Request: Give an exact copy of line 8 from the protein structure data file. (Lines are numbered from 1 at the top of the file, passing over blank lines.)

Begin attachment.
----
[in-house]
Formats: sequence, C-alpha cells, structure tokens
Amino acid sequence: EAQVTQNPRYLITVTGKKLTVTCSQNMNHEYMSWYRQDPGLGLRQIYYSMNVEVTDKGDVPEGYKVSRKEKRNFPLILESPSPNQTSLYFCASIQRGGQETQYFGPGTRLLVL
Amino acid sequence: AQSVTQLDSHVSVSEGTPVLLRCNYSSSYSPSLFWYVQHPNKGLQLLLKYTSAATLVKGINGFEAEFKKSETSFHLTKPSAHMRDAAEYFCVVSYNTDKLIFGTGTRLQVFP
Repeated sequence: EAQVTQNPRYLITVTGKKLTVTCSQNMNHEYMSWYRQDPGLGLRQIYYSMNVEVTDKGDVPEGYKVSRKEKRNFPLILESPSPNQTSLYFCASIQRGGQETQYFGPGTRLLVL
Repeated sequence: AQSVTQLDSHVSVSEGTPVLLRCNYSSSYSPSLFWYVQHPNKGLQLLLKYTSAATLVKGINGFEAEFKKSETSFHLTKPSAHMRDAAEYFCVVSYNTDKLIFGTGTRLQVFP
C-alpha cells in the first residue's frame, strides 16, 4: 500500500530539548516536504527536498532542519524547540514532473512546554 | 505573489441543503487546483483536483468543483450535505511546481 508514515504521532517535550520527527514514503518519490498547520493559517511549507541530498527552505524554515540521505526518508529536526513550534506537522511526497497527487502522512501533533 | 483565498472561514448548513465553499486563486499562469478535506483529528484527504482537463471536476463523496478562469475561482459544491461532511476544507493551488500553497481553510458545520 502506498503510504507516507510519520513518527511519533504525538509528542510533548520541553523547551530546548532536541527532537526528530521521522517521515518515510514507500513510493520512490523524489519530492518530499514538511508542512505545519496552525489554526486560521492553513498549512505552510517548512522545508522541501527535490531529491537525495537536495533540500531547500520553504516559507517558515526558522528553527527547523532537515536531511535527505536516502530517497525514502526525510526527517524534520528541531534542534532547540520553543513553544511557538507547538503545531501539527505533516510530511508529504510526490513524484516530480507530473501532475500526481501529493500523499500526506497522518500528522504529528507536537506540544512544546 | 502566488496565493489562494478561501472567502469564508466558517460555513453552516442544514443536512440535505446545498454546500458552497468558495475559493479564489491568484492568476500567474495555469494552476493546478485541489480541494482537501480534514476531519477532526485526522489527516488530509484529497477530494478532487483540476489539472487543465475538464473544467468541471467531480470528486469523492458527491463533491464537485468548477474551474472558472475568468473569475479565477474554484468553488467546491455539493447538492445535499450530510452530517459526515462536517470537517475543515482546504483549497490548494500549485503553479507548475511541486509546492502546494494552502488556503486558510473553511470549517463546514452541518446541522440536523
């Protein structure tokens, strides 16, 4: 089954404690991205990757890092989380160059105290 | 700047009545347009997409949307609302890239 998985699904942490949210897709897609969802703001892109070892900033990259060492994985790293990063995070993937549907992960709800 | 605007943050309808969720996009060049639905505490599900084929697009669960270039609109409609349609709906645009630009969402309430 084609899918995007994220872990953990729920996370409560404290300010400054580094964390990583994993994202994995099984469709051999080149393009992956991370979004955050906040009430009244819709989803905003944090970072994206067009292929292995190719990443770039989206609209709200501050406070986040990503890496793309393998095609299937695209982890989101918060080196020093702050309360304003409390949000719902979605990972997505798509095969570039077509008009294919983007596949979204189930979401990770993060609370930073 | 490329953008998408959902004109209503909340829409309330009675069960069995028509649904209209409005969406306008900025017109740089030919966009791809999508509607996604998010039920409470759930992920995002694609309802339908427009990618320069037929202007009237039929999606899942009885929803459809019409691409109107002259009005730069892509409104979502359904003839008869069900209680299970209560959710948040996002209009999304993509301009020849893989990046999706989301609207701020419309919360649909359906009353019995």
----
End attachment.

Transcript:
């Protein structure tokens, strides 16, 4: 089954404690991205990757890092989380160059105290 | 700047009545347009997409949307609302890239 998985699904942490949210897709897609969802703001892109070892900033990259060492994985790293990063995070993937549907992960709800 | 605007943050309808969720996009060049639905505490599900084929697009669960270039609109409609349609709906645009630009969402309430 084609899918995007994220872990953990729920996370409560404290300010400054580094964390990583994993994202994995099984469709051999080149393009992956991370979004955050906040009430009244819709989803905003944090970072994206067009292929292995190719990443770039989206609209709200501050406070986040990503890496793309393998095609299937695209982890989101918060080196020093702050309360304003409390949000719902979605990972997505798509095969570039077509008009294919983007596949979204189930979401990770993060609370930073 | 490329953008998408959902004109209503909340829409309330009675069960069995028509649904209209409005969406306008900025017109740089030919966009791809999508509607996604998010039920409470759930992920995002694609309802339908427009990618320069037929202007009237039929999606899942009885929803459809019409691409109107002259009005730069892509409104979502359904003839008869069900209680299970209560959710948040996002209009999304993509301009020849893989990046999706989301609207701020419309919360649909359906009353019995």